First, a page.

14.4  Conclusion This chapter discussed how developmental social work practice and social welfare perspectives could facilitate the promotion of healthy human relationships in post-­ apartheid South Africa. Social welfare in South Africa was used to contextualise the arguments. The discussion brought into focus the need to use developmental social work in conjunction with indigenous knowledge systems to tap into cultural norms, socialisation and social mores in building health human relations. Nonetheless, the author concluded that the sustainability of established healthy human relationships is incumbent on the extent to which the social work profession addresses the structural challenges that he argues are the root causes of disharmonised relationships.

References African National Congress (ANC). (1994). The reconstruction and development programme. Johannesburg, South Africa: Umanyano Publications. Alexander, N. (n.d.) African history and the struggle to decolonise Africa. Centre for Education Rights and Transformation: University of Johannesburg. Cassim, R. (2006). Reflections on South Africa’s first wave of economic reforms. In V. Padayachee (Ed.), The development decade? Economic and social change in South Africa, 1994–2004 (pp. 55–85). Cape Town, South Africa: Human Sciences Research Council (HSRC) Press. Fleiner, T., & Fleiner, L. B. (2006). Constitutional democracy in a multicultural and globalised world. Verlag Berlin Heiderlberg: Springer. Gray, M. (2000). Social work and the ‘social service professions. Social Work/Maatskaplike Werk, 36(1), 99–109. Gumede, V. (2008). Public policy making in a post-apartheid South Africa: A preliminary perspective. Africanus, 38(2), 7–23.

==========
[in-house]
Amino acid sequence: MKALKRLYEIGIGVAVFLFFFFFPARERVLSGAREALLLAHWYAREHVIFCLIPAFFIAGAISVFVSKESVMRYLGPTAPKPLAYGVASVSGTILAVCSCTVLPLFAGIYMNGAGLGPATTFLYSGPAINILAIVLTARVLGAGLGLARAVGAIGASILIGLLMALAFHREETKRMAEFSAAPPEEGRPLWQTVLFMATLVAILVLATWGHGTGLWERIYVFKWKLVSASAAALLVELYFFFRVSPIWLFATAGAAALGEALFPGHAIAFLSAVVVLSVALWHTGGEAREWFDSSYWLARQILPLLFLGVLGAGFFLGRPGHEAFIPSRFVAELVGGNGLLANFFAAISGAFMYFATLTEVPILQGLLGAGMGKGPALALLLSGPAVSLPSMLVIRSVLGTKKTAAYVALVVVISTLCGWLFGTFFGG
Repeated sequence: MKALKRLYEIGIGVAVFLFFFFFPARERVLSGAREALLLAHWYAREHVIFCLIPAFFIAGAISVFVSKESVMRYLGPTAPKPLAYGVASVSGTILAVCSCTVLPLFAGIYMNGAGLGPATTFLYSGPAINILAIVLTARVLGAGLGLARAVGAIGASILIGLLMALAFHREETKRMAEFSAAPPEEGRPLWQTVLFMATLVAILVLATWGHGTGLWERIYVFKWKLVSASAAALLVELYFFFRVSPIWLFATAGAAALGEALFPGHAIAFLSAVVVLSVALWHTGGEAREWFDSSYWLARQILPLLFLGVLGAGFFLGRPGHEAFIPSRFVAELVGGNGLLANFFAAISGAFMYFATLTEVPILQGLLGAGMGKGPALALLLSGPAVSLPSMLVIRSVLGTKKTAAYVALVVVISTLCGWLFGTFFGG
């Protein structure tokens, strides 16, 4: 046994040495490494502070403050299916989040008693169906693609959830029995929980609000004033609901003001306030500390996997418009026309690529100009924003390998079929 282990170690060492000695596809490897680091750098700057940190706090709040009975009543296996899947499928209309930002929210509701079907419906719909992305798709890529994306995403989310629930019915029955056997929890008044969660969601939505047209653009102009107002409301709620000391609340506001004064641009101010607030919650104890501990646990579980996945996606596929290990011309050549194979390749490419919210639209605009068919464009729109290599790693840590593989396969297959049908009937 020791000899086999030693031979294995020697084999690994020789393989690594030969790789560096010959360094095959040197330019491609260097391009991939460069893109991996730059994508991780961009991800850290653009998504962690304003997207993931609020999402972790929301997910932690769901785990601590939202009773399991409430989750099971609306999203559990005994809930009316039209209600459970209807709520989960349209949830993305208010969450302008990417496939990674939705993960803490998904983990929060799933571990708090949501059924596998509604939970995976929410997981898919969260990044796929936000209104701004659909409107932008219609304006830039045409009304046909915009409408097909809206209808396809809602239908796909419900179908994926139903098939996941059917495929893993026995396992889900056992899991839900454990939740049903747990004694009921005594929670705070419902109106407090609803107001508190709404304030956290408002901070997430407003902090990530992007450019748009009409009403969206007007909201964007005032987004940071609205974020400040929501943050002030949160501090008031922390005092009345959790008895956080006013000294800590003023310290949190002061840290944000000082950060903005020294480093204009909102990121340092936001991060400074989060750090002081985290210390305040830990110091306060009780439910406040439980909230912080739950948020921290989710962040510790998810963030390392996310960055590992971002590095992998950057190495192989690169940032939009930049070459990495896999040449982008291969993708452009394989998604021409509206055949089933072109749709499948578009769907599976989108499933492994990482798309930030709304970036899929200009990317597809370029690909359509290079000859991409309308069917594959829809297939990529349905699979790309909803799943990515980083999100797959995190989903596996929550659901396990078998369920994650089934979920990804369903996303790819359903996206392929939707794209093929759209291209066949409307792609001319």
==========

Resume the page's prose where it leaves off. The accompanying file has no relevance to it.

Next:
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International Federation of Social Wok (IFSW). (2014). Global Definition of the Social Work Profession. Retrieved from global-definition-of-social-work/ Hart, G. (2006). Post-apartheid developments in historical and comparative perspective. In V. Padayachee (Ed.), The development decade? Economic and social change in South Africa, 1994-2004. Cape Town, South Africa: Human Sciences Research Council (HSRC) Press. Khamfula, Y. (2004). Macroeconomic policies, shocks and economic growth in South Africa. Unpublished. Makoni, S. (2005). From misinvention to disinvention of language: Multilingualism and the South African constitution. In S. Makoni, G. Smitherman, A. F. Ball, & A. K. Spears (Eds.), Black linguistics: Language, society and politics in Africa and the Americas (pp. 132–149). New York: Routledge. Marais, H. (2001). South Africa. Limits to change. The political economy of transition. London: Zed Books, Ltd.. Midgley, J. (2001). South Africa: The challenge of social development. International Journal of Social Welfare, 10(4), 267–275. Midgley, J. (1995). Social development: The developmental perspective in social welfare. London: Sage Publications. Ministry of Welfare & Population Development. (1997, August 8). White paper for social welfare. Government Gazette (Vol. 386, No. 18166). Pretoria, South Africa: Government Printer. Mokgoro, J. Y. (1998). Ubuntu and the law in South Africa. Retrieved from: index.php/pelj/article/view/43567/27090 Moyo, T., & Mamabolo, M. (2014). The National Development Plan (NDP): A comparative analysis with the Reconstruction and Development Programme (RDP), the Growth, Employment and Redistribution (GEAR) programme and the Accelerated and Shared-Growth Initiative (ASGISA). Journal of Public Administration, 49(3), 946–959. Mtshali, M. N. G., Raniga, T., & Khan, S. (2014). Indigenous knowledge systems, poverty alleviation and sustainability of community-based projects in the Inanda region in Durban, South Africa. Stud Tribes Tribals, 12(2), 187–199. National Planning Commission (NPC). (2011). National Development Plan 2030. Pretoria, South Africa: NPC. Ngcukaitobi, T. (2018). The land is ours: South Africa’s first black lawyers and the birth of constitutionalism. Cape Town, South Africa: Penguin Books. Ncube, M. E. (2019a). Conceptualising social development supervision in social work. The Indian Journal of Social Work, 79(1), 31–46. Ncube, M.  E. (2019b). A process model of social development supervision in social work. Southern African Journal of Social Work and Social Development, 31(2). https://doi. org/10.25159/2415-5829/4960 Padayachee, V. (ed). (2006). The development decade? Economic and social change in South Africa, 1994-2004. Cape Town: HSRC Press. Patel, L. (2013). Social welfare & social development in South Africa. Cape Town, South Africa: Oxford University Press Southern Africa. Patel, L. (1992). Restructuring social welfare. Options for South Africa. Johannesburg, South Africa: Ravan Press. Patel, L. (1991). Social welfare options for South Africa. (Unpublished doctoral dissertation). University of the Witwatersrand, Johannesburg, South Africa. Reitzes, M. (2009). The impact of democracy on development: The case of South Africa. Retrieved from: Republic of South Africa (RSA). (2007). ASGISA: Annual report. Pretoria, South Africa: Government Printer. Republic of South Africa (RSA). (1996). Constitution of the Republic of South Africa no. 108 of 1996. Pretoria, South Africa: Government Printers.